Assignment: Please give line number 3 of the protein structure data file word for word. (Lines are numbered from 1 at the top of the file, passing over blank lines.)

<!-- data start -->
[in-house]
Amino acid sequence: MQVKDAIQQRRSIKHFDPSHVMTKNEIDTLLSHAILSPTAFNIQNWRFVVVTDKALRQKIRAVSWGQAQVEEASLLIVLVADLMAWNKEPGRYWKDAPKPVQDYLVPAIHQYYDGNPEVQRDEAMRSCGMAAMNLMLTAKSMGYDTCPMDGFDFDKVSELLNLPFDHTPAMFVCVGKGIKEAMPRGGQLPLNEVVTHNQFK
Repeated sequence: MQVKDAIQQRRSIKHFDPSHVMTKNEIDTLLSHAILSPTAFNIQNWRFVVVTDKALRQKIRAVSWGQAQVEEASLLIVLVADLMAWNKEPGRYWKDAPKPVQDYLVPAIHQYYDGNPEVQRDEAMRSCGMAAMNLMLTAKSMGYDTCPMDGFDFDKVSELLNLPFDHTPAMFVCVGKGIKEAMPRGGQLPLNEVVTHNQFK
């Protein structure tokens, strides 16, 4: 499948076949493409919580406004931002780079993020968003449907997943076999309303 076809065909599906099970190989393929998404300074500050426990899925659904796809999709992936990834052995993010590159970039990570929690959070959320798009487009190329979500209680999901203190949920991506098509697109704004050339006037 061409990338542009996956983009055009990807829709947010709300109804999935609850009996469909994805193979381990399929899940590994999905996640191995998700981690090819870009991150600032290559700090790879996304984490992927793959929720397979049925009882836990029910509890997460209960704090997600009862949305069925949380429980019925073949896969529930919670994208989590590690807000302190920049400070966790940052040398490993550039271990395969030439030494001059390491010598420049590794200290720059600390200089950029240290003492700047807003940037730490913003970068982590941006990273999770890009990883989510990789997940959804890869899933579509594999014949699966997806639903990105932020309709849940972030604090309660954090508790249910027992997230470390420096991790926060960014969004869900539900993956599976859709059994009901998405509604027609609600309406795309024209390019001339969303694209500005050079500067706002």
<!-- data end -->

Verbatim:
Repeated sequence: MQVKDAIQQRRSIKHFDPSHVMTKNEIDTLLSHAILSPTAFNIQNWRFVVVTDKALRQKIRAVSWGQAQVEEASLLIVLVADLMAWNKEPGRYWKDAPKPVQDYLVPAIHQYYDGNPEVQRDEAMRSCGMAAMNLMLTAKSMGYDTCPMDGFDFDKVSELLNLPFDHTPAMFVCVGKGIKEAMPRGGQLPLNEVVTHNQFK